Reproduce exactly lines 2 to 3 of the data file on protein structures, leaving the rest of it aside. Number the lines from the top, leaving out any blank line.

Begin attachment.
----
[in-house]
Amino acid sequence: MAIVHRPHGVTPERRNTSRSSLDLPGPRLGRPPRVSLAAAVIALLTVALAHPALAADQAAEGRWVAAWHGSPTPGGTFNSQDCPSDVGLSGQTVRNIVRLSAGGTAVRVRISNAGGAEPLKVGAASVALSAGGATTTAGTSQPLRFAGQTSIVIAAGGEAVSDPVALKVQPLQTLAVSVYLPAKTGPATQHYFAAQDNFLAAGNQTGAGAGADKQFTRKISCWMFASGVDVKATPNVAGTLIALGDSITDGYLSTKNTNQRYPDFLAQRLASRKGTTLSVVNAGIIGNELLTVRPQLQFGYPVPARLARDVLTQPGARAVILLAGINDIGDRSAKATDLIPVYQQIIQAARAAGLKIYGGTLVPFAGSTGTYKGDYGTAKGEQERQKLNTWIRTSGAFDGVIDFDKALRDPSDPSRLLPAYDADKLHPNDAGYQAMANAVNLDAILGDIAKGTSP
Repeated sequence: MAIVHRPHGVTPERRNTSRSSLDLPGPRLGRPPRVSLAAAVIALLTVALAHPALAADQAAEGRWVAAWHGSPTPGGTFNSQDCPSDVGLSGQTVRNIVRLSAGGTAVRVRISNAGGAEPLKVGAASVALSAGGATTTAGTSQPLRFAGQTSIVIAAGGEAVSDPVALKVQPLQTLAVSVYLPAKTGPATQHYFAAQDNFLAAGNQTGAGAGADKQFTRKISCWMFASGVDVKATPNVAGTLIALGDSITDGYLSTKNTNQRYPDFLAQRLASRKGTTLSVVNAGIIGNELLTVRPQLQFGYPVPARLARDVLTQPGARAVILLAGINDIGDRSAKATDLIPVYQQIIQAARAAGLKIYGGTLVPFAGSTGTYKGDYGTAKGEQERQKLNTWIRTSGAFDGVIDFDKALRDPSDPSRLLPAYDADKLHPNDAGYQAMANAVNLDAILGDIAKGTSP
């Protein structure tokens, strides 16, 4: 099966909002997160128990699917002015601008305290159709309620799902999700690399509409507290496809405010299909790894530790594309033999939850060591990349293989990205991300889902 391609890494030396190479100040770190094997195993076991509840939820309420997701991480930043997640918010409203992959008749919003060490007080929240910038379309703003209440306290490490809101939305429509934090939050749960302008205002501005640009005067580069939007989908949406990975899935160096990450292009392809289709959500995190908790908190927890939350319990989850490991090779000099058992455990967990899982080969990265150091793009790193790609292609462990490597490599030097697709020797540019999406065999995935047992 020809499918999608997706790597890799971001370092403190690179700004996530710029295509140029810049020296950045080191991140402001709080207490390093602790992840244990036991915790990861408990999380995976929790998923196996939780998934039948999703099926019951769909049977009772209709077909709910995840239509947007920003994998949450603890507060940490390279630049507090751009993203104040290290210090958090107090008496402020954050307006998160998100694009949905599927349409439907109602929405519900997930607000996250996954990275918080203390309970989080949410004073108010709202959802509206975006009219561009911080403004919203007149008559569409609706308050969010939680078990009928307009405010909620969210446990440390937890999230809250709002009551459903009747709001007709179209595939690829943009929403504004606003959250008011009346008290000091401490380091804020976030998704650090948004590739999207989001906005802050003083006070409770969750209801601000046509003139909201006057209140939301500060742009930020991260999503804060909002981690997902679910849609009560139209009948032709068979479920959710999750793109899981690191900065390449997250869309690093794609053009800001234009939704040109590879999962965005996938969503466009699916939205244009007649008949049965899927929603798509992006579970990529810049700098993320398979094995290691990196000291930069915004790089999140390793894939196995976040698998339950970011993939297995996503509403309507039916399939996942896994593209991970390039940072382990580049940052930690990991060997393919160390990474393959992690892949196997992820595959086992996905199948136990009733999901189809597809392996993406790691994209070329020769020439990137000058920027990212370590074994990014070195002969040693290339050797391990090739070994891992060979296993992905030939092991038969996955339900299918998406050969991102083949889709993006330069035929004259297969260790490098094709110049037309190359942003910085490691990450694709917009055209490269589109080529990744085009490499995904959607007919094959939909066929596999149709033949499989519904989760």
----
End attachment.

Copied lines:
Amino acid sequence: MAIVHRPHGVTPERRNTSRSSLDLPGPRLGRPPRVSLAAAVIALLTVALAHPALAADQAAEGRWVAAWHGSPTPGGTFNSQDCPSDVGLSGQTVRNIVRLSAGGTAVRVRISNAGGAEPLKVGAASVALSAGGATTTAGTSQPLRFAGQTSIVIAAGGEAVSDPVALKVQPLQTLAVSVYLPAKTGPATQHYFAAQDNFLAAGNQTGAGAGADKQFTRKISCWMFASGVDVKATPNVAGTLIALGDSITDGYLSTKNTNQRYPDFLAQRLASRKGTTLSVVNAGIIGNELLTVRPQLQFGYPVPARLARDVLTQPGARAVILLAGINDIGDRSAKATDLIPVYQQIIQAARAAGLKIYGGTLVPFAGSTGTYKGDYGTAKGEQERQKLNTWIRTSGAFDGVIDFDKALRDPSDPSRLLPAYDADKLHPNDAGYQAMANAVNLDAILGDIAKGTSP
Repeated sequence: MAIVHRPHGVTPERRNTSRSSLDLPGPRLGRPPRVSLAAAVIALLTVALAHPALAADQAAEGRWVAAWHGSPTPGGTFNSQDCPSDVGLSGQTVRNIVRLSAGGTAVRVRISNAGGAEPLKVGAASVALSAGGATTTAGTSQPLRFAGQTSIVIAAGGEAVSDPVALKVQPLQTLAVSVYLPAKTGPATQHYFAAQDNFLAAGNQTGAGAGADKQFTRKISCWMFASGVDVKATPNVAGTLIALGDSITDGYLSTKNTNQRYPDFLAQRLASRKGTTLSVVNAGIIGNELLTVRPQLQFGYPVPARLARDVLTQPGARAVILLAGINDIGDRSAKATDLIPVYQQIIQAARAAGLKIYGGTLVPFAGSTGTYKGDYGTAKGEQERQKLNTWIRTSGAFDGVIDFDKALRDPSDPSRLLPAYDADKLHPNDAGYQAMANAVNLDAILGDIAKGTSP